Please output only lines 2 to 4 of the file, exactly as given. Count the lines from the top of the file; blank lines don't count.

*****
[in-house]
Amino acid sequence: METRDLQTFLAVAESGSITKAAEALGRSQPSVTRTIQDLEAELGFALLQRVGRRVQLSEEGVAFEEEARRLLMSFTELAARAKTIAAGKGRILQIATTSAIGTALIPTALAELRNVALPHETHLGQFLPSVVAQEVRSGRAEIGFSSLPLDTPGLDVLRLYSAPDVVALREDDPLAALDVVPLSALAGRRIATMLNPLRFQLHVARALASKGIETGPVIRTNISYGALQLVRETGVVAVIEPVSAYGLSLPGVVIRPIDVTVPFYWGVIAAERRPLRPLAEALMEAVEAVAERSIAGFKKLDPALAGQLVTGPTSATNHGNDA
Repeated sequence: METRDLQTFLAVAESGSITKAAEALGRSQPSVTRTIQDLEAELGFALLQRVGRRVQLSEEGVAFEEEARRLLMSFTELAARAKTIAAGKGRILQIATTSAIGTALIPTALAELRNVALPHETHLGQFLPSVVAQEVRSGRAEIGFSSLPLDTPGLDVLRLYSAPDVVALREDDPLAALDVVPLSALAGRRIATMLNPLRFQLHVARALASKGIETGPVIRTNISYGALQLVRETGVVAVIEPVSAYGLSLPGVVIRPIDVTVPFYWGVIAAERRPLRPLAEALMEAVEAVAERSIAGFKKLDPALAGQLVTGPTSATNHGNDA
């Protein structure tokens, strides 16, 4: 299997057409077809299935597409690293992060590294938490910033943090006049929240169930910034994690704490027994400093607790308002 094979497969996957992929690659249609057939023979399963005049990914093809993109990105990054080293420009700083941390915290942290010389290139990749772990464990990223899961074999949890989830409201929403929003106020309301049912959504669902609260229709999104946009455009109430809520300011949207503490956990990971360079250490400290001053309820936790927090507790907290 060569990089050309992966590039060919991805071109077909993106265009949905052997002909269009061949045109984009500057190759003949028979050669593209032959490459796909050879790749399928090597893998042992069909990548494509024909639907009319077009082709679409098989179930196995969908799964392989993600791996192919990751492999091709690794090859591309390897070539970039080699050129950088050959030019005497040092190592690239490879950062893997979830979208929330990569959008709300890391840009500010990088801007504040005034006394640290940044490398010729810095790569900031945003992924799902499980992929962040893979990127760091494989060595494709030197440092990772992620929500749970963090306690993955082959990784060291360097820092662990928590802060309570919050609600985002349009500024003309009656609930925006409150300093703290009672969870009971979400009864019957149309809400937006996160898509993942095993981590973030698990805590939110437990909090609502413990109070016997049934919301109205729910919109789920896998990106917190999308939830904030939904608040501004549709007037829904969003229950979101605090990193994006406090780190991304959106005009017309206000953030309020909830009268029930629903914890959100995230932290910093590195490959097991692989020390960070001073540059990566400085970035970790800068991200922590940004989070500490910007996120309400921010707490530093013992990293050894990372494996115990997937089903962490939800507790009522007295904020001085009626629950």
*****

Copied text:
Amino acid sequence: METRDLQTFLAVAESGSITKAAEALGRSQPSVTRTIQDLEAELGFALLQRVGRRVQLSEEGVAFEEEARRLLMSFTELAARAKTIAAGKGRILQIATTSAIGTALIPTALAELRNVALPHETHLGQFLPSVVAQEVRSGRAEIGFSSLPLDTPGLDVLRLYSAPDVVALREDDPLAALDVVPLSALAGRRIATMLNPLRFQLHVARALASKGIETGPVIRTNISYGALQLVRETGVVAVIEPVSAYGLSLPGVVIRPIDVTVPFYWGVIAAERRPLRPLAEALMEAVEAVAERSIAGFKKLDPALAGQLVTGPTSATNHGNDA
Repeated sequence: METRDLQTFLAVAESGSITKAAEALGRSQPSVTRTIQDLEAELGFALLQRVGRRVQLSEEGVAFEEEARRLLMSFTELAARAKTIAAGKGRILQIATTSAIGTALIPTALAELRNVALPHETHLGQFLPSVVAQEVRSGRAEIGFSSLPLDTPGLDVLRLYSAPDVVALREDDPLAALDVVPLSALAGRRIATMLNPLRFQLHVARALASKGIETGPVIRTNISYGALQLVRETGVVAVIEPVSAYGLSLPGVVIRPIDVTVPFYWGVIAAERRPLRPLAEALMEAVEAVAERSIAGFKKLDPALAGQLVTGPTSATNHGNDA
């Protein structure tokens, strides 16, 4: 299997057409077809299935597409690293992060590294938490910033943090006049929240169930910034994690704490027994400093607790308002 094979497969996957992929690659249609057939023979399963005049990914093809993109990105990054080293420009700083941390915290942290010389290139990749772990464990990223899961074999949890989830409201929403929003106020309301049912959504669902609260229709999104946009455009109430809520300011949207503490956990990971360079250490400290001053309820936790927090507790907290 060569990089050309992966590039060919991805071109077909993106265009949905052997002909269009061949045109984009500057190759003949028979050669593209032959490459796909050879790749399928090597893998042992069909990548494509024909639907009319077009082709679409098989179930196995969908799964392989993600791996192919990751492999091709690794090859591309390897070539970039080699050129950088050959030019005497040092190592690239490879950062893997979830979208929330990569959008709300890391840009500010990088801007504040005034006394640290940044490398010729810095790569900031945003992924799902499980992929962040893979990127760091494989060595494709030197440092990772992620929500749970963090306690993955082959990784060291360097820092662990928590802060309570919050609600985002349009500024003309009656609930925006409150300093703290009672969870009971979400009864019957149309809400937006996160898509993942095993981590973030698990805590939110437990909090609502413990109070016997049934919301109205729910919109789920896998990106917190999308939830904030939904608040501004549709007037829904969003229950979101605090990193994006406090780190991304959106005009017309206000953030309020909830009268029930629903914890959100995230932290910093590195490959097991692989020390960070001073540059990566400085970035970790800068991200922590940004989070500490910007996120309400921010707490530093013992990293050894990372494996115990997937089903962490939800507790009522007295904020001085009626629950």